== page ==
An automated external defibrillator, also known as an AED, is used in emergency situations where someone is experiencing sudden cardiac arrest. According to the American Red Cross, sudden cardiac arrest is among the leading causes of death in the United States. AEDs are small easy-to-use devices used for delivering a shock to the heart, known as defibrillation, to the affected person.
That electrical shock assists in re-establishing the heart’s proper rhythm. The two abnormal heart rhythms that an AED can recognize are ventricular fibrillation and ventricular tachycardia. Both heart rhythms can be deadly if not dealt with within a few minutes of occurring.
How does an AED work?
If this situation does occur and there is an AED nearby, make sure to remove the afflicted person from standing water or metal surfaces. Also take note not to place the AED pads on top of a pacemaker scar. Remember to remove any sort of medication patches on their chest relating to a pacemaker as well. The next step is to turn the machine on.
- Place one pad on the person’s right chest above the nipple and the other on the person’s lower left ribs below their armpit after their skin is wiped dry if needed and if excessive hair has been removed. The pads must be pressed down firmly for the machine to accurately read a heartbeat.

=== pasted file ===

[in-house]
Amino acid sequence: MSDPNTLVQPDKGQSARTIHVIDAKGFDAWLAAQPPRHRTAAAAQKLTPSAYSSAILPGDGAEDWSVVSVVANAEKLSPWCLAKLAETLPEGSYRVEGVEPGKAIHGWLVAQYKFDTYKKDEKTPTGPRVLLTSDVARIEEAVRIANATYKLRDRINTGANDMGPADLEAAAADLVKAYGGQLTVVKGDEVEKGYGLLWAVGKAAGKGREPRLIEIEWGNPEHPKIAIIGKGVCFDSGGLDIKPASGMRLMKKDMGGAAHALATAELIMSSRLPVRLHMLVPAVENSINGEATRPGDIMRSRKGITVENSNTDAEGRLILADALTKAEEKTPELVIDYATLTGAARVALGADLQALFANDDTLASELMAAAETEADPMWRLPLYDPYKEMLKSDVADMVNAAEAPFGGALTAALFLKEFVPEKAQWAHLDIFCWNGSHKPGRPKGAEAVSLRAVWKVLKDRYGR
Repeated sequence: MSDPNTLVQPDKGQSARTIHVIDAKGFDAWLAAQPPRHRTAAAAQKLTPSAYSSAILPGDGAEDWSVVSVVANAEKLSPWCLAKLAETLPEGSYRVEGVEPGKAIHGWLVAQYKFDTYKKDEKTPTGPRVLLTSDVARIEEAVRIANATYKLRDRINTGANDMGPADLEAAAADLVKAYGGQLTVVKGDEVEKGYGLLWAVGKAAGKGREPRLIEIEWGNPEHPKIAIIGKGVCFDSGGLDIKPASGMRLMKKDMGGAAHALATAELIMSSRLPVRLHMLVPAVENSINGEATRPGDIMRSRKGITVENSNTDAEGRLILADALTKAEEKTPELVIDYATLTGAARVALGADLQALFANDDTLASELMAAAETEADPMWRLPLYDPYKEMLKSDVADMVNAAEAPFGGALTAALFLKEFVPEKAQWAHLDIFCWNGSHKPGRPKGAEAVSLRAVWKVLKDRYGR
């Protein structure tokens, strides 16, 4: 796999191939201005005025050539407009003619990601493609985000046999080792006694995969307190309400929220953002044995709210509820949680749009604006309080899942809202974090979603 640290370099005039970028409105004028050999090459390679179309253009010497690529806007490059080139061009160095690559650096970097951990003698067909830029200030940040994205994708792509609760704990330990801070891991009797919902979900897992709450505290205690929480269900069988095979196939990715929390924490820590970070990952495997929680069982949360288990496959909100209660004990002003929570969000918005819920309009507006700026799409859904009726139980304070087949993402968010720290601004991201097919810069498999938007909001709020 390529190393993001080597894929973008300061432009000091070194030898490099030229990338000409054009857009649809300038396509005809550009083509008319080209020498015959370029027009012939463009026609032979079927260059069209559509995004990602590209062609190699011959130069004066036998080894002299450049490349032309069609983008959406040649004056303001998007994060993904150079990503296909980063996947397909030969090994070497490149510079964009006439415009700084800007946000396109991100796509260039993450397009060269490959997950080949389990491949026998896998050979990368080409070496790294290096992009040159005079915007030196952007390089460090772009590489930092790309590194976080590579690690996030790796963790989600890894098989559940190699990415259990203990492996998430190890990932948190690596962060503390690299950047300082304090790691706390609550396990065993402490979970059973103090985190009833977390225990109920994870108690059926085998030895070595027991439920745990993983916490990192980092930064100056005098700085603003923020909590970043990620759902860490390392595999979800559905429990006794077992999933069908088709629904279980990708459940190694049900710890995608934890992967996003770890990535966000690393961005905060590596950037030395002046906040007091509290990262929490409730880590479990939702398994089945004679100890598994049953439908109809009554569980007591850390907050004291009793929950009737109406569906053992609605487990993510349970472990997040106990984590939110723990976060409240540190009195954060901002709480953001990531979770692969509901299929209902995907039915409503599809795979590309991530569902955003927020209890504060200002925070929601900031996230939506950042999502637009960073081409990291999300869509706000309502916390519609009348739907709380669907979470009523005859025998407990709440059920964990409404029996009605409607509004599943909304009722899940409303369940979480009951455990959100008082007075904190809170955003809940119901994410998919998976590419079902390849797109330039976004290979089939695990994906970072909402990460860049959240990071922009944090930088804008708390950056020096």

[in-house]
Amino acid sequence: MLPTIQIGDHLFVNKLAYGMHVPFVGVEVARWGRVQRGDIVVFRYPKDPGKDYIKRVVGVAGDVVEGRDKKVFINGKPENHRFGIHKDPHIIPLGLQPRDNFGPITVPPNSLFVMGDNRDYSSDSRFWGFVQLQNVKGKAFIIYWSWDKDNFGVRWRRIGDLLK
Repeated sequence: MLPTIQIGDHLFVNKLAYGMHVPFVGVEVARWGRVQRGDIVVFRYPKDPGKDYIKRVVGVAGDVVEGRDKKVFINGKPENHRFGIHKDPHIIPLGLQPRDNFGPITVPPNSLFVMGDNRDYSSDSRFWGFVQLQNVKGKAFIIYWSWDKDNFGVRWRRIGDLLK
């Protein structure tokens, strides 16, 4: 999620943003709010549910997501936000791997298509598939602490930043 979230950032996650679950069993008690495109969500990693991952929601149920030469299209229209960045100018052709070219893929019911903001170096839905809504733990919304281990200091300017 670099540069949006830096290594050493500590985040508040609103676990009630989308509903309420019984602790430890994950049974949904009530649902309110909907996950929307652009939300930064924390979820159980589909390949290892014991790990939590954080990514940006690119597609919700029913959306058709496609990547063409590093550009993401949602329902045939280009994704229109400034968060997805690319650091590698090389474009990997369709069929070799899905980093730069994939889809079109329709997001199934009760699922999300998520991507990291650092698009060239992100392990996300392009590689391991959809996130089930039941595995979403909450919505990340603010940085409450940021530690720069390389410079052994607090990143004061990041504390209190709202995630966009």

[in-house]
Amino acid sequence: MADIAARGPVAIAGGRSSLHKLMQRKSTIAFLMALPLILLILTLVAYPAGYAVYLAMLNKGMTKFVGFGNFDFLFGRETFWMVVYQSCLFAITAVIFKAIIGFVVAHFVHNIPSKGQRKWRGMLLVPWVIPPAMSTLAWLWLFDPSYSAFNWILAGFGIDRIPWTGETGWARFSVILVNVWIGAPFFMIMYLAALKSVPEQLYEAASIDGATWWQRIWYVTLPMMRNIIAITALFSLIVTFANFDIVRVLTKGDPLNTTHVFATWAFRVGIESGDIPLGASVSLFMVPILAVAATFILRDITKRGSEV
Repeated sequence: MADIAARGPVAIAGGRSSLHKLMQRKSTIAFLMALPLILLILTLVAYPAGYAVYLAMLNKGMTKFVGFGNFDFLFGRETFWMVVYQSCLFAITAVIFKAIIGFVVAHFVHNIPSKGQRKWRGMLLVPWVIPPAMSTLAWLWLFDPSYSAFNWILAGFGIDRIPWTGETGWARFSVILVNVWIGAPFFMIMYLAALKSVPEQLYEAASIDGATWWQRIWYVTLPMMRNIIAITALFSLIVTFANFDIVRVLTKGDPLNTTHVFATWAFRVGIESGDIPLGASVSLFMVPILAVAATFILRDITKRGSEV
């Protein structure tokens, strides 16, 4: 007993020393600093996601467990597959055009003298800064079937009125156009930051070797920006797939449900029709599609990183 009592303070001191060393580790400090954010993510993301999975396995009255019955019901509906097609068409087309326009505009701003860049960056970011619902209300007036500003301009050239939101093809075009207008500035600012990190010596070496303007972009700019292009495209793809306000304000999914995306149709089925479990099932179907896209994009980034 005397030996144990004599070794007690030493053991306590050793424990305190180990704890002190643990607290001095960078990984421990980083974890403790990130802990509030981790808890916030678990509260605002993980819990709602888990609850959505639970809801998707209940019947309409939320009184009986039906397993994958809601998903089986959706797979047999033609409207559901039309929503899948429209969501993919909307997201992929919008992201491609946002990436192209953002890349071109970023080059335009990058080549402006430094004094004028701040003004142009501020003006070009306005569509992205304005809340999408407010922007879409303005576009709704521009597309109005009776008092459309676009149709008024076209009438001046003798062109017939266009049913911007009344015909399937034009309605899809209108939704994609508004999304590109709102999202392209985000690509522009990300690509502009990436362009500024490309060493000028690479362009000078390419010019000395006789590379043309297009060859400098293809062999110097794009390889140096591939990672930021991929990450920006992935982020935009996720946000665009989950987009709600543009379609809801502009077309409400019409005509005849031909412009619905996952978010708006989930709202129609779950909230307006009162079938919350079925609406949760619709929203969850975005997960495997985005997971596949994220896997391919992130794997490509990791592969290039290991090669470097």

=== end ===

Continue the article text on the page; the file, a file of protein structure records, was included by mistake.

- Next, follow the AED prompts that show up on the screen; do not touch the patient once the AED begins to analyze the heart rhythm. If the AED prompts you to use an electrical shock and is charging, shout “Clear!” and make sure the patient is not being touched.
- Push the shock button as soon as the AED tell you to do so. If a shock is not advised by the AED, CPR should be used if the patient is not breathing or moving. Do not turn the machine off, the AED will analyze the patient every two minutes thereafter until help arrives.
Businesses and facilitates carry AED devices due to the fact that the average response time for first responders to arrive is 7-14 minutes, with 1 out of 10 instances taking 30 minutes or more. Every minute that passes without the aid of defibrillation, the chance of survival diminishes by 10 percent.
Sudden cardiac arrest can happen anywhere which is why AEDs are such a valuable first-aid resource for any facility—it can save a life. The American Red Cross offers AED/CPR training for anyone interested in becoming certified.
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